Commissioners of the Vashon Park District have approved a $1.5 million dollar spending plan for 2020 that will provide for general expenses while fulfilling ongoing commitments such as the expansion of recreation programming.
Their motion to approve the budget last week comes at the end of a months-long campaign to pass a levy that was palatable to enough voters to keep the district open and funded. Meanwhile, commissioners face a backlog of asset preservation work in district properties amid a growing unease that Washington state’s tax model will pit the district against others in the coming months, siphoning off their revenue before sending them back to square one.
Executive Director Elaine Ott-Rocheford said most of the district’s budget will encompass maintenance and operations needs while accounting for a $400,000 minimum financial reserve as per policy. The district will carry over $575,000 from this year, incurring $178,000 more in levy dollars than 2019, even while voters approved a $.45 levy rate last month that is less than its previous rate of $.50. The district’s $.50 levy — voter-approved in 2015 — eroded to $.41 over time due to the increase of assessed property values on the island.
Commissioners allocated $50,000 in the budget to support recreation activities, delivering on a promise to voters to do so, while also committing $115,000 to address some capital project needs as outlined in the district’s strategic plan.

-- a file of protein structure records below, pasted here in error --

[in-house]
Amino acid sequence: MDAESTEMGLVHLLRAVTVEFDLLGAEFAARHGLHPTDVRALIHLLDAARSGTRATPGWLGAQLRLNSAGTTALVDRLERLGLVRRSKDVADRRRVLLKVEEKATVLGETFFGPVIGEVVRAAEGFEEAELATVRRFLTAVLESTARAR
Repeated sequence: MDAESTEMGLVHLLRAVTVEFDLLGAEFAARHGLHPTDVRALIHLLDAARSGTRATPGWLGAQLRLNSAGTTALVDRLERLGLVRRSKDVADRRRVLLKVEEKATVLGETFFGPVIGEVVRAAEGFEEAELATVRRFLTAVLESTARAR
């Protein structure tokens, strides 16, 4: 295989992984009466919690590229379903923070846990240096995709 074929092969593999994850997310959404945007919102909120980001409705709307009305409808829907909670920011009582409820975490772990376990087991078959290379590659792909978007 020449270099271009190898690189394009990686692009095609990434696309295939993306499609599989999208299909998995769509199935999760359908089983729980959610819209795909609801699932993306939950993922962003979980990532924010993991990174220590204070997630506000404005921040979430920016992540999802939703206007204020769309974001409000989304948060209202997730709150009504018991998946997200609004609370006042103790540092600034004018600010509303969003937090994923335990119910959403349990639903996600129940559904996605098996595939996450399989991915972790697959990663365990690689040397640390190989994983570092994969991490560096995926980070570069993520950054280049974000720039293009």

Those include the completion of safety modifications to the Point Robinson Lighthouse, augmented by some grant funding, and the replacement of two trucks for the maintenance staff as well as the cost to insure them.
“Those trucks are 20 years old and we’re holding them together with duct tape. One in particular, it’s constantly breaking down. It’s becoming throwing good money after bad just to keep it running,” said Ott-Rocheford, adding that their present condition poses safety concerns.
Another item in the district’s budget is $20,000 to pay for legal fees stemming from the work of an environmental attorney who is negotiating the terms of a lease with the state for the tidelands under the Tramp Harbor dock. Ott-Rocheford added that one of the largest capital projects in 2020 will be the replacement of the Ober Park playground thanks to a $175,000 Youth and Amateur Sports Grant from King County awarded earlier this year. The district’s budget will set aside funding to cover architectural and permitting fees for the project since they are not a part of the grant.
The district is working toward constructing a permanent restroom at VES Field, though the project is entirely grant-funded at a cost of $60,000, and Ott-Rocheford said it is the board’s goal to not spend taxpayer dollars on the work.
The budgeted cost for administrative needs is up $25,000 from this year at $392,000, in part due to computer upgrades, insurance and fees including contracted fire protection services with Vashon Island Fire & Rescue (VIFR). As part of the commons agreement with the school district for community use of school facilities, the park district will pay $86,000, up $12,000 from this year.